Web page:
I decided that not enough cubicle dwellers or college students knew about relationship making and all the fun things that go along with it. So this ENTIRE week is devoted to creating good friendships and fun things about it. I will never use the N word at all or possibly try to avoid it as much as possible. So let’s begin with an article from Shivani Sopory about relationships and adding value through a game theory example. Yes, I am lucky to have much smarter than me friends:)
Game Theory Explaining Relationships by Shivani Sopory
What is a relationship?
It’s a connection between people, right? It can be business, pleasure, personalâ€¦and the list goes on. Everyday we are presented with opportunities to build relationships and to keep those connections. Andâ€¦well, I don’t know about everybody else, but I find it damn hard to make some of those connections last. So, sitting in game theory class, I decided to use something my professor was saying to some use (for once in my college career).
**Just a disclaimer, this post takes a serious turn for a little bit**
What is the general idea?
Using the fundamentals of game theory, a player will always maximize his payoff given the strategy of the other player. So, how does a person maximize their payoff in a repeated game without the other player defaulting (choosing not to cooperate).
Setting up the game:
In a typical game, if both players make themselves vulnerable (choose to cooperate) they get the maximum collective payoff, however, if one defaults and the other cooperates, the player that defaults gets a much larger individual payoff, and the other loses out badly. If both default, they choose not to be vulnerable to one another and because they protect themselves, the outcome is not bad, but it’s not optimal either.
So, what happens when you make this game into a repeated game? This can be represented by a contract it’s a relationship that binds two groups but there is definite end date to this relationship. What usually happens in this type of situation is that the two parties cooperate until the end of the relationship when the parties choose to default, resulting in a lower benefit for both of them. A player will default because they assume the other person will continue to cooperate in which case the player will receive a much larger individual payoff, but the other person will be left with nothing.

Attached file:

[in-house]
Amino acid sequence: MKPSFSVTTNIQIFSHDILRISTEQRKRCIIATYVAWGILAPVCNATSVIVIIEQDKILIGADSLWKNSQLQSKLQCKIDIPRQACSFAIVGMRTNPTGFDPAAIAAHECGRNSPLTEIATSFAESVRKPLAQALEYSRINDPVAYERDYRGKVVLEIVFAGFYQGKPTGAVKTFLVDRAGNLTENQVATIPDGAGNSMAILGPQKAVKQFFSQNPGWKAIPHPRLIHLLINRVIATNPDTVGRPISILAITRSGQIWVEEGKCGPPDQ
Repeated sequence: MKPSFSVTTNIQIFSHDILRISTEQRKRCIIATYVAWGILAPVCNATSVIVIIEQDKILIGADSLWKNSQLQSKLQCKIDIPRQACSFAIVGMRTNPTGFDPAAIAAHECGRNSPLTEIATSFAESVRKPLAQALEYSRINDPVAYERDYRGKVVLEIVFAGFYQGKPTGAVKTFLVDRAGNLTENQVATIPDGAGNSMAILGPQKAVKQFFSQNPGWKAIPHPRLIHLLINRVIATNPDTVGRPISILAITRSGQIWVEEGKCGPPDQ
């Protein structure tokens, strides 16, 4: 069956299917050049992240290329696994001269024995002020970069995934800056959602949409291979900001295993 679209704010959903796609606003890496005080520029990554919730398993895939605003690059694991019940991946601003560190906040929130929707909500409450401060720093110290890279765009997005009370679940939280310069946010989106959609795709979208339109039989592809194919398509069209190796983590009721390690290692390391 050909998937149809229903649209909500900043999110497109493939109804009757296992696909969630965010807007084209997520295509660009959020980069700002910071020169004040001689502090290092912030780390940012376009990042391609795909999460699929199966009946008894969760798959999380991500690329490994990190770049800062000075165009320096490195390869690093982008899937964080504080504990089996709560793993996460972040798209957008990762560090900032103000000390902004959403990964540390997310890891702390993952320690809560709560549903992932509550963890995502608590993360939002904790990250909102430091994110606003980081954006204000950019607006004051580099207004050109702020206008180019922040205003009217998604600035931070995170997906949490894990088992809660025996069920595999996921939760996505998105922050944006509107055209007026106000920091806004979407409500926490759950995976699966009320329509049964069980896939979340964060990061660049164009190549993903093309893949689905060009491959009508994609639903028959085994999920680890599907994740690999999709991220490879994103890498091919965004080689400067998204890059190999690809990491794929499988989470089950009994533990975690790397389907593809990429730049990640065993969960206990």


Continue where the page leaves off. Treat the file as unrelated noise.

So then, how can a person make it so that a relationship continues to have the maximum benefit?
1) Make the game appear to be infinite. One way to do this is to provide no end date to a contract. This gives incentives for both parties to continue the relationship at the highest communal benefit in other words, it keeps you from getting screwed over.
2) Threaten/give the appearance of punishment if the other person defaults. A punishment can be anything that would provide a lower payoff to the other party, so things like a fine, or bad publicity, or threatening to never work with the other party in the future. This works because a person will chose to cooperate if the costs of defaulting are too high. It doesn’t work so well though, because the threat has to be credible, and it’s hard to convince other people that you will actually follow through on your threats.
3) Only work with “patient” people. Patient people are people that will value the long-term benefit over the short-term benefit. People who are short-term in their thinking will take the earliest opportunity to default if it results in more benefit for them initially.
4) Add Value (this is my personal favorite) CHANGE THE GAME! If you continuously change the benefits of the game, or add benefits to the game so that both parties have no reason to default on a relationship, and the relationship will continue with maximum benefits. Adding value can be cheap but still effective. For a restaurant, food is great, but food with a smile is even better; the smile adds value. If you are working on a project with somebody else, but you notice something that can be fixed outside of the project, give suggestions. It doesn’t cost anything to give extra advice, but it shows the other party that you have more to offer. By doing this, you increased both of your payoffs and you have the changed the game to your benefit.